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Heartburn/GERD Health Center

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Acid Reflux Drugs May Up Fractures

Osteoporosis Fractures May Be More Common in People Who Use Proton Pump Inhibitors for at Least 7 Years

Benefits of PPIs vs. Risks continued...

That association "is certainly a strong basis for encouraging further investigation," write the editorialists, who included J. Brent Richards, MD, of Canada's McGill University.

What are patients to do in the meantime? Talk to their doctors, the editorialists suggest.

"Certainly, at one extreme, such as in patients with bleeding ulcers, the beneficial effects may far outweigh the risks associated with fractures," the editorial states. "At the other extreme, liberal prescription of proton pump inhibitors for nebulous disorders for extended periods of time is likely worth revisiting."

Drugmakers Respond

Targownik's study doesn't specify which PPIs the patients took. So WebMD contacted the makers of all prescription brand-name PPIs in the U.S. -- Aciphex, Nexium, Prevacid, Prilosec, and Protonix -- for their feedback on the study.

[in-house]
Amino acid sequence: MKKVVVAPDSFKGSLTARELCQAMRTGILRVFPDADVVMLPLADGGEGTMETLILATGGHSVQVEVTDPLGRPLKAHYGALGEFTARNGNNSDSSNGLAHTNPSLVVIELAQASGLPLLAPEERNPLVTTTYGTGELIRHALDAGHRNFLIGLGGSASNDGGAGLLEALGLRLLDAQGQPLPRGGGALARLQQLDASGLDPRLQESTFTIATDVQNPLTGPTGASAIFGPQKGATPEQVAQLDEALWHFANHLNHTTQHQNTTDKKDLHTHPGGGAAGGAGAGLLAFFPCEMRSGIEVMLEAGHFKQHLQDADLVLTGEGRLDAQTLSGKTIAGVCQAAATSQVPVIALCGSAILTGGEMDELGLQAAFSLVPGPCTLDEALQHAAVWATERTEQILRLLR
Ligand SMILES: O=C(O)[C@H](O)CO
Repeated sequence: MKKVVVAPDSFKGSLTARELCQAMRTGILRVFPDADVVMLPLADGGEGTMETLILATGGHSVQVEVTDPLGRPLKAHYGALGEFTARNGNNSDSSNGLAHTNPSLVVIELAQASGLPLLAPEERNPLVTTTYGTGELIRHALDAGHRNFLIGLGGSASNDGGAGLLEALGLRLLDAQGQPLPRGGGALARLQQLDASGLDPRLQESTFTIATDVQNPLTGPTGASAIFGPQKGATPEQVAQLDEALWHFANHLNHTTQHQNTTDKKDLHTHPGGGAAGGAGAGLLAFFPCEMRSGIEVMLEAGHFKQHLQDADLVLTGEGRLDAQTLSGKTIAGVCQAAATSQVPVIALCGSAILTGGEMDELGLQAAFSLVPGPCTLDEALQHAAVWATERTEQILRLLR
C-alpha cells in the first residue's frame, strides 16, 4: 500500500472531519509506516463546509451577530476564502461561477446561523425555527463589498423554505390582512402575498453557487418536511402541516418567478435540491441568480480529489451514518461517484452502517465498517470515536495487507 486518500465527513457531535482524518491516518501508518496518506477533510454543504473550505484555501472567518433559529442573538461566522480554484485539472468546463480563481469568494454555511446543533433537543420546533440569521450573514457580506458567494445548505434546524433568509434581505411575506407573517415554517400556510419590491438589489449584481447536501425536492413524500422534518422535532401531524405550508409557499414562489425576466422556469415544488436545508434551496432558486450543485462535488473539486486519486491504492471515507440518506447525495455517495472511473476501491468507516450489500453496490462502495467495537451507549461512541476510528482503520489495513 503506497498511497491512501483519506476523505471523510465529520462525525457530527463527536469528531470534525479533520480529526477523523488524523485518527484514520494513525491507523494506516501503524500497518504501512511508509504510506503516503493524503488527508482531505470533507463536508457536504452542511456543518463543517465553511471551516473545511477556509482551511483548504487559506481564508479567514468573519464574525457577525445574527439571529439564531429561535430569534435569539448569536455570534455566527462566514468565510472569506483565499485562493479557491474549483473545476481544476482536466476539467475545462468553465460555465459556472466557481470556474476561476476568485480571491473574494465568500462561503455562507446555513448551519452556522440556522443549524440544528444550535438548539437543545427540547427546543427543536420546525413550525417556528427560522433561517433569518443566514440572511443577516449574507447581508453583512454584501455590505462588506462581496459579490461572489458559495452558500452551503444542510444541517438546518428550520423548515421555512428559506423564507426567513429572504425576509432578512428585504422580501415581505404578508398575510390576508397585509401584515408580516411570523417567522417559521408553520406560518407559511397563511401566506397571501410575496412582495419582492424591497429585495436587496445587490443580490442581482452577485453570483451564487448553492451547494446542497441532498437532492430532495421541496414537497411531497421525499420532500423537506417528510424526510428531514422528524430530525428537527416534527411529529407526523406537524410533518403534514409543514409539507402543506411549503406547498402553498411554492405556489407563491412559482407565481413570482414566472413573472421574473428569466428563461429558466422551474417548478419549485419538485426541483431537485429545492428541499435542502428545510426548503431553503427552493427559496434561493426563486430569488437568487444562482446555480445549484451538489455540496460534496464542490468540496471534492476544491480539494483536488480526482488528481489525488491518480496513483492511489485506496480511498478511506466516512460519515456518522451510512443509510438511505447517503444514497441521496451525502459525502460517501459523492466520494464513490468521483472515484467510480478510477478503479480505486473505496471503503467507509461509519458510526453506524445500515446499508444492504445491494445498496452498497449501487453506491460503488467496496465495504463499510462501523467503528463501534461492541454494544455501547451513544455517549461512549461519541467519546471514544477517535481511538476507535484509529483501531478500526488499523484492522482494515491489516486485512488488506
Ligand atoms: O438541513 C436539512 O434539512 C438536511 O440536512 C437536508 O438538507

The drug company AstraZeneca makes Nexium. "AstraZeneca does not agree with the conclusion of the CMAJ study," states AstraZeneca spokeswoman Corey Windett in an email to WebMD. She says Nexium's safety and efficacy have been "consistently demonstrated." Windett says AstraZeneca also notes the study's limits and agrees with the editorialists that further research is needed and that patients and doctors should "weigh the proven benefits of these medications against any potential risks." Patients should talk to their doctors if they have concerns about bone health while taking Nexium or any other PPI, says Windett.

Judee Shuler, senior director of corporate communications for Eisai Inc., which makes Aciphex, states that the Canadian results "warrant further study, as these fractures are important medical issues that can occur for a variety of reasons. Our clinical trial data have not shown an increased risk of osteoporosis-related fractures in patients taking [Aciphex] tablets, nor have our post-marketing data suggested such an association, but we will continue to monitor our adverse event database."

The other PPI drugmakers didn't respond before deadline.

WebMD also contacted the Pharmaceutical Research and Manufacturers of America (PhRMA), which declined to comment on the study.

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